Abstain from every form of evil. Now may the God of peace Himself sanctify you completely; and may your whole spirit, soul, and body be preserved blameless at the coming of our Lord Jesus Christ. He who calls you is faithful, who also will do it. (1 Thessalonians 5:22-24)
Living Before God Without Blame
The challenge of living the Christian life is the Christian life is a challenge. Serving the Lord brings the wrath of Satan against those who would align themselves with the Son of God. The devil works hard to keep his followers within his camp but he works harder when they desert to the covenant of God. He lays traps, allures with temptations and convinces the followers of Christ to challenge the word of God. One allurement Satan uses is to allow the Christian to have a belief system in God but to taint his life with the trappings of peripheral sins. When Aaron produced the golden calf, he declared the calf was the God who delivered them from Egypt. He mixed the belief in God with the acceptance of calf worship. Allowing an appearance of evil will lead to evil.
Christians are different from the world. The character of a child of God sets them apart from the things of the world. This is called sanctification. Something that is sanctified is set apart and Christians remove themselves from the influences of the world. Paul’s admonition comes from the desire to have God set us apart completely. The prayer of a Christian is asking the Lord to put us apart from the world. Second, this sanctification involves the spirit, soul and body of the child of God. Everything in life is governed by setting apart the motives, actions and example to the glory of God. As a result, the child of God is found without blame when the Lord returns. Temptation attacks the spirit of the Christian daily. Living blameless will lessen the influence of evil and secure a greater blessing from the Lord.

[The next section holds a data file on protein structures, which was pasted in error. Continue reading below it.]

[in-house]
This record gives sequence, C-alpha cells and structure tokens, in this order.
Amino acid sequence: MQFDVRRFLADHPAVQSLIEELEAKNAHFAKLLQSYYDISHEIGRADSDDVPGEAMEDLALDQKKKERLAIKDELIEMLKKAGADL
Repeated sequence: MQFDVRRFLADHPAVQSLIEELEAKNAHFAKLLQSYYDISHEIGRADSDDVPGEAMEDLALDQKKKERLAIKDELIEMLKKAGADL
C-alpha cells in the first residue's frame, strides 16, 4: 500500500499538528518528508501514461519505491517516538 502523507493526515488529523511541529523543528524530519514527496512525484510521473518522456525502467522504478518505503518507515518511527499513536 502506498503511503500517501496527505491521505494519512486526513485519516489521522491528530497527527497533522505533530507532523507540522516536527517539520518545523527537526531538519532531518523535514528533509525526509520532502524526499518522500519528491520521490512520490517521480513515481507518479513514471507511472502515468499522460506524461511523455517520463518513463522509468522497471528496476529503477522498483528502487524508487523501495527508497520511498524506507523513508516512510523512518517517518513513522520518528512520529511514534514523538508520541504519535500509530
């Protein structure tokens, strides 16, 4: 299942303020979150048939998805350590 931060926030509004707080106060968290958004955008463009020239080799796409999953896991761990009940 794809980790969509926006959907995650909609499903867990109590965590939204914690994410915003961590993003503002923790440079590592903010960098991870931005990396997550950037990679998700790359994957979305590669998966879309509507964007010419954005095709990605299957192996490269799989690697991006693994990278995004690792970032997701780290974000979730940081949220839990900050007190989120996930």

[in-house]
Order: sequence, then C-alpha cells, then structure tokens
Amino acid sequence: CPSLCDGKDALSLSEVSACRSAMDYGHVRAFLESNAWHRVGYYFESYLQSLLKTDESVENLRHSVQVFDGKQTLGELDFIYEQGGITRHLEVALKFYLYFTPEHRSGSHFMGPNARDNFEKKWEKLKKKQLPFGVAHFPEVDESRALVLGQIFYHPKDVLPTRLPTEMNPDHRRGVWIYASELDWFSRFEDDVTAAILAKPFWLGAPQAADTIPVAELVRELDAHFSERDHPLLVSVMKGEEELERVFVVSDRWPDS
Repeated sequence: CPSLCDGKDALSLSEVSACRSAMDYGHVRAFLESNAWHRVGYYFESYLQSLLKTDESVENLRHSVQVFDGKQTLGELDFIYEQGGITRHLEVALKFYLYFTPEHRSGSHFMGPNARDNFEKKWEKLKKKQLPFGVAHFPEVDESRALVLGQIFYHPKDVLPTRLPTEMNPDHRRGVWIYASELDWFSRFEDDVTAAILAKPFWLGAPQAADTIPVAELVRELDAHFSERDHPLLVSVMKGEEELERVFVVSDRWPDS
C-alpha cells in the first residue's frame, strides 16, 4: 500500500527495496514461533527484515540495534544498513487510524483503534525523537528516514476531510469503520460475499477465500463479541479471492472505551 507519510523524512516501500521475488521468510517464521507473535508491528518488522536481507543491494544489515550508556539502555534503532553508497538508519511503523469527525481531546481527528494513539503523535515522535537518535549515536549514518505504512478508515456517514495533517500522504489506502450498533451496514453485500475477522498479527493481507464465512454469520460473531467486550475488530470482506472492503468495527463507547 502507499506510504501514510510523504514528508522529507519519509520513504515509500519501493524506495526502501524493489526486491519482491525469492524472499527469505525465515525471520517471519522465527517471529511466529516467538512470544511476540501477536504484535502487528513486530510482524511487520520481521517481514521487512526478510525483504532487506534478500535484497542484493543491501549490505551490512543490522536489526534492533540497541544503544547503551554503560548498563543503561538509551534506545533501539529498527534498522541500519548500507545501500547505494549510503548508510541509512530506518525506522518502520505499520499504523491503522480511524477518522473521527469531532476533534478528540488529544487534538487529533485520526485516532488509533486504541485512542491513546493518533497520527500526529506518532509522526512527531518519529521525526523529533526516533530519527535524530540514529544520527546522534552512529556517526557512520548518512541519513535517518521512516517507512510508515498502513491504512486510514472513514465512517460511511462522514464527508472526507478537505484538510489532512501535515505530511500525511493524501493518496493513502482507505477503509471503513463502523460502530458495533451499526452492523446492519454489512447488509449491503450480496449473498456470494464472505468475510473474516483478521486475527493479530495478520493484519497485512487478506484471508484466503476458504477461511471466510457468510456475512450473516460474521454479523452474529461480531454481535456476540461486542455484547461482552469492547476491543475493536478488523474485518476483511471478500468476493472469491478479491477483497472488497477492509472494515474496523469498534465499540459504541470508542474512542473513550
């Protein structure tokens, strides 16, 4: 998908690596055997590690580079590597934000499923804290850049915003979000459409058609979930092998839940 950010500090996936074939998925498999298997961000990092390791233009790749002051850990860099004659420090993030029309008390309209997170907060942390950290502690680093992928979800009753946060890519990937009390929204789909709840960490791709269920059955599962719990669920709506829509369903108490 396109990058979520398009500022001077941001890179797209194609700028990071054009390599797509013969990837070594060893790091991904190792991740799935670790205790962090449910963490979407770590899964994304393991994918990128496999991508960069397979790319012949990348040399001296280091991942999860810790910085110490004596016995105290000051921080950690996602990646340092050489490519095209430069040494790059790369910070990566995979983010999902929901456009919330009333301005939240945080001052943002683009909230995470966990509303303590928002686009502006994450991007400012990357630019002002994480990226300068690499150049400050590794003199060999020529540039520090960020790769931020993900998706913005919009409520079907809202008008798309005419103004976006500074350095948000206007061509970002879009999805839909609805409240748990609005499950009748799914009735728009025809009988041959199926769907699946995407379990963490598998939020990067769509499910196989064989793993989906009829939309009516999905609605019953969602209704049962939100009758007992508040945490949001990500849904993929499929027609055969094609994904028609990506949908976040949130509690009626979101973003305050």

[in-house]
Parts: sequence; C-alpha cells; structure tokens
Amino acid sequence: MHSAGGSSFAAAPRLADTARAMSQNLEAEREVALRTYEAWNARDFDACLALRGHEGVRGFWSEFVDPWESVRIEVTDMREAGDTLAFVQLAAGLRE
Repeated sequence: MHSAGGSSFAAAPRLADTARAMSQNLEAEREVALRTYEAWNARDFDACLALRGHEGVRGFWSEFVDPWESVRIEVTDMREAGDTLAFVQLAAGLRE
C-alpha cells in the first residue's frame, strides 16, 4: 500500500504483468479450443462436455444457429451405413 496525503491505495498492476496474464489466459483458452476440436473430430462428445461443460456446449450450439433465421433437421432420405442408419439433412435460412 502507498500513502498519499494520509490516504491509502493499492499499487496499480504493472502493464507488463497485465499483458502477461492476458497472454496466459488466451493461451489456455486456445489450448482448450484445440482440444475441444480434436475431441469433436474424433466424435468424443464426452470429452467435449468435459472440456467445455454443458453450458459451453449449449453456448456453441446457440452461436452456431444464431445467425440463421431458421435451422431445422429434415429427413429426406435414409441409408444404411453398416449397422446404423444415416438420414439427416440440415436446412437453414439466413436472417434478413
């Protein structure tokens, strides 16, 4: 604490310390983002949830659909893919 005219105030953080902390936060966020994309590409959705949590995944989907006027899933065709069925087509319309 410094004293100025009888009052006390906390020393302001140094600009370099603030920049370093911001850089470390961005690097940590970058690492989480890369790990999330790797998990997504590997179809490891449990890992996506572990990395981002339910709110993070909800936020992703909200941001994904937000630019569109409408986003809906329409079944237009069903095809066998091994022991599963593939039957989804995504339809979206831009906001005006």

A simple formula to be found blameless before the Lord is to remove any form of evil that would detract. What is interesting about Paul’s admonition is that he does not suggest to abstain from evil (which is vital) but to abstain from the appearance of evil. To be found blameless before God, the Christian should not live life so near the bounds of evil that would tempt them or cause others to believe the acceptance of such. The scripture is very clear. Christians can try to get as close to evil without being influenced but the Holy Spirit plainly admonishes the need to stay away from what may be the form of evil.
God’s sanctification cannot be complete if we put ourselves in harm’s way. Jesus taught the disciples to pray that God would not lead them into temptation and all the while, the Christian is enjoying the form of evil. An example of this is social drinking. Children of God will defend the right to drink beer and wine as long as they do not get drunk. If we are to abstain from the form of evil, how can God sanctify us when we try to keep one foot in the world? If we drink socially, are we presenting ourselves blameless before God? What if we have a few too many beers or glasses of wine and the buzz sets in and we become intoxicated? Whose fault is that? Abstaining from every form of evil means to stay away from everything that can bring harm to our bodies and our soul. If we are to be preserved blameless at the coming of our Lord Jesus Christ we cannot be found standing with a beer can or glass of wine in our hand. Holding fast to what is good is to remove any trace of temptation from our lives.
Living blameless lives removes everything that can tempt our spirits to evil. The idea that I can be as close to the edge of a precipice without harm is foolish. Staying away from every form of evil will lessen the impact of evil on my life and my example. Flirting with danger usually gets a date. Sanctified people are those who will have nothing in their lives that will tempt them more than the challenges of life that persist on a daily basis. Put away evil and remove the appearance of evil.
A holy person is one who is sanctified by the presence and action of God within him. (Thomas Merton, Life and Holiness, 1963)